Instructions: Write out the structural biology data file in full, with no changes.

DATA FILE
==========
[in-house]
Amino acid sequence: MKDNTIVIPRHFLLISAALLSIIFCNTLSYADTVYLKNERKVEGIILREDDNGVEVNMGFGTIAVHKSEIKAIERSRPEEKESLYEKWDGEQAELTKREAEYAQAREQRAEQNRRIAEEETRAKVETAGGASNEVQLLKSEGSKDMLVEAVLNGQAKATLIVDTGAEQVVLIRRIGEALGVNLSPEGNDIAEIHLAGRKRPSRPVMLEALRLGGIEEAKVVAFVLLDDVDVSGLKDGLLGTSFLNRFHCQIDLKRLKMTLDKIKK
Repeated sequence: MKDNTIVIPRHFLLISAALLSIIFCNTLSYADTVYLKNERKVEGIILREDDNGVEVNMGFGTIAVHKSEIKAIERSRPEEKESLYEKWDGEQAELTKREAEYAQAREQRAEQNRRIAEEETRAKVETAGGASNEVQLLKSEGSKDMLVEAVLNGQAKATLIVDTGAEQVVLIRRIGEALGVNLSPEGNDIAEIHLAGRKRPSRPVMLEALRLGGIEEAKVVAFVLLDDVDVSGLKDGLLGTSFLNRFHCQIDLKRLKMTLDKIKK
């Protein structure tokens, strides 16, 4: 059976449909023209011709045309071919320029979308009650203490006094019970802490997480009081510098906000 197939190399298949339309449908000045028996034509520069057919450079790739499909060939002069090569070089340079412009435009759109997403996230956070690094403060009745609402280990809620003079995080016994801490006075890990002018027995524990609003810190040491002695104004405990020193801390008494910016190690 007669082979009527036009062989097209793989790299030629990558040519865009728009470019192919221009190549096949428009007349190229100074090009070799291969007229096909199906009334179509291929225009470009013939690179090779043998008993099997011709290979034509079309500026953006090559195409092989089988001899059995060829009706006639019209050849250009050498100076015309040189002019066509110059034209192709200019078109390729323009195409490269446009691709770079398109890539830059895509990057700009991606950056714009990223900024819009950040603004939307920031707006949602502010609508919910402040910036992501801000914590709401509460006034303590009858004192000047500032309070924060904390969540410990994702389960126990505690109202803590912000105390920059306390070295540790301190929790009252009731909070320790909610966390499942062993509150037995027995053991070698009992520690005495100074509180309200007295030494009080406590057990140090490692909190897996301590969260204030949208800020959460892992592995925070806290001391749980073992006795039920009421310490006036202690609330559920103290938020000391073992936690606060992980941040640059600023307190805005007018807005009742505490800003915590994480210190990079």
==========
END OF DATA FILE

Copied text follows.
[in-house]
Amino acid sequence: MKDNTIVIPRHFLLISAALLSIIFCNTLSYADTVYLKNERKVEGIILREDDNGVEVNMGFGTIAVHKSEIKAIERSRPEEKESLYEKWDGEQAELTKREAEYAQAREQRAEQNRRIAEEETRAKVETAGGASNEVQLLKSEGSKDMLVEAVLNGQAKATLIVDTGAEQVVLIRRIGEALGVNLSPEGNDIAEIHLAGRKRPSRPVMLEALRLGGIEEAKVVAFVLLDDVDVSGLKDGLLGTSFLNRFHCQIDLKRLKMTLDKIKK
Repeated sequence: MKDNTIVIPRHFLLISAALLSIIFCNTLSYADTVYLKNERKVEGIILREDDNGVEVNMGFGTIAVHKSEIKAIERSRPEEKESLYEKWDGEQAELTKREAEYAQAREQRAEQNRRIAEEETRAKVETAGGASNEVQLLKSEGSKDMLVEAVLNGQAKATLIVDTGAEQVVLIRRIGEALGVNLSPEGNDIAEIHLAGRKRPSRPVMLEALRLGGIEEAKVVAFVLLDDVDVSGLKDGLLGTSFLNRFHCQIDLKRLKMTLDKIKK
């Protein structure tokens, strides 16, 4: 059976449909023209011709045309071919320029979308009650203490006094019970802490997480009081510098906000 197939190399298949339309449908000045028996034509520069057919450079790739499909060939002069090569070089340079412009435009759109997403996230956070690094403060009745609402280990809620003079995080016994801490006075890990002018027995524990609003810190040491002695104004405990020193801390008494910016190690 007669082979009527036009062989097209793989790299030629990558040519865009728009470019192919221009190549096949428009007349190229100074090009070799291969007229096909199906009334179509291929225009470009013939690179090779043998008993099997011709290979034509079309500026953006090559195409092989089988001899059995060829009706006639019209050849250009050498100076015309040189002019066509110059034209192709200019078109390729323009195409490269446009691709770079398109890539830059895509990057700009991606950056714009990223900024819009950040603004939307920031707006949602502010609508919910402040910036992501801000914590709401509460006034303590009858004192000047500032309070924060904390969540410990994702389960126990505690109202803590912000105390920059306390070295540790301190929790009252009731909070320790909610966390499942062993509150037995027995053991070698009992520690005495100074509180309200007295030494009080406590057990140090490692909190897996301590969260204030949208800020959460892992592995925070806290001391749980073992006795039920009421310490006036202690609330559920103290938020000391073992936690606060992980941040640059600023307190805005007018807005009742505490800003915590994480210190990079």